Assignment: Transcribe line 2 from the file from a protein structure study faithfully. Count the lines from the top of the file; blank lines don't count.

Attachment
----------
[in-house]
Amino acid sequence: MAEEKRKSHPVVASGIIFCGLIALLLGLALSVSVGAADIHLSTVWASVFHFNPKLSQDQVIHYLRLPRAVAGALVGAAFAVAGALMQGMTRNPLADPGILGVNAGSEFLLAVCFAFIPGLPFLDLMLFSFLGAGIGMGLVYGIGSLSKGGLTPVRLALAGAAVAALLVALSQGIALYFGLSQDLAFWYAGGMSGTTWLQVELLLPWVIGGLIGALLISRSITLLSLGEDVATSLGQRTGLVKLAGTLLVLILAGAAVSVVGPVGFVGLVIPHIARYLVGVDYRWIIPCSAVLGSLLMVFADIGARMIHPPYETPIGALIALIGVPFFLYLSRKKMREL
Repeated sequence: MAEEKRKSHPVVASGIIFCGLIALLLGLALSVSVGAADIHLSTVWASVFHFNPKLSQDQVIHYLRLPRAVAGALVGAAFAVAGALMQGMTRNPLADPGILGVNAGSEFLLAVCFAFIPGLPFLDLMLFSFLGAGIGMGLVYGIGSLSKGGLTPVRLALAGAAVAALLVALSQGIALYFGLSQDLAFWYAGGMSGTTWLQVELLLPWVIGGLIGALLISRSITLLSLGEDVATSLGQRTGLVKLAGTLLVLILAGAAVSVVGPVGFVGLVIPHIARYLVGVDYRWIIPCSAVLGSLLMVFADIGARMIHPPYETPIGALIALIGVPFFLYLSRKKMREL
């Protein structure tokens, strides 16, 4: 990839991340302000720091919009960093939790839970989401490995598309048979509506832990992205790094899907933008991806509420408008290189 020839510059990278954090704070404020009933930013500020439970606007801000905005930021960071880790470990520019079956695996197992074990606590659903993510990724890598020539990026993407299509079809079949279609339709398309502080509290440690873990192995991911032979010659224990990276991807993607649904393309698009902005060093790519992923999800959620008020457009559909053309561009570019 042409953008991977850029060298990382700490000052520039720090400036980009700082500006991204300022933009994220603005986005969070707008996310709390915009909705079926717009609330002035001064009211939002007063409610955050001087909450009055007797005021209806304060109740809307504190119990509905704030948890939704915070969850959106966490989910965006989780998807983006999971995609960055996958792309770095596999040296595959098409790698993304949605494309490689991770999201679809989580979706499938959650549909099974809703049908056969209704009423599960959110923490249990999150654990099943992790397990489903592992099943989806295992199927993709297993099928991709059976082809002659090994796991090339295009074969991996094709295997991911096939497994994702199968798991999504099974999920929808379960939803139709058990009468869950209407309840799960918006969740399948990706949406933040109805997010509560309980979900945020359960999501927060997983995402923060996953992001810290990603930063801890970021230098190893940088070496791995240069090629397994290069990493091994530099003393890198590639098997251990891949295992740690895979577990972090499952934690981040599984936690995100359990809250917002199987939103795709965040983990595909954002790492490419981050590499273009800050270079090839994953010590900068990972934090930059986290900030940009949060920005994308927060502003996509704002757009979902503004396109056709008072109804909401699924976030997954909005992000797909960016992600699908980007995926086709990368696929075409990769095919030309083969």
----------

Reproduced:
Amino acid sequence: MAEEKRKSHPVVASGIIFCGLIALLLGLALSVSVGAADIHLSTVWASVFHFNPKLSQDQVIHYLRLPRAVAGALVGAAFAVAGALMQGMTRNPLADPGILGVNAGSEFLLAVCFAFIPGLPFLDLMLFSFLGAGIGMGLVYGIGSLSKGGLTPVRLALAGAAVAALLVALSQGIALYFGLSQDLAFWYAGGMSGTTWLQVELLLPWVIGGLIGALLISRSITLLSLGEDVATSLGQRTGLVKLAGTLLVLILAGAAVSVVGPVGFVGLVIPHIARYLVGVDYRWIIPCSAVLGSLLMVFADIGARMIHPPYETPIGALIALIGVPFFLYLSRKKMREL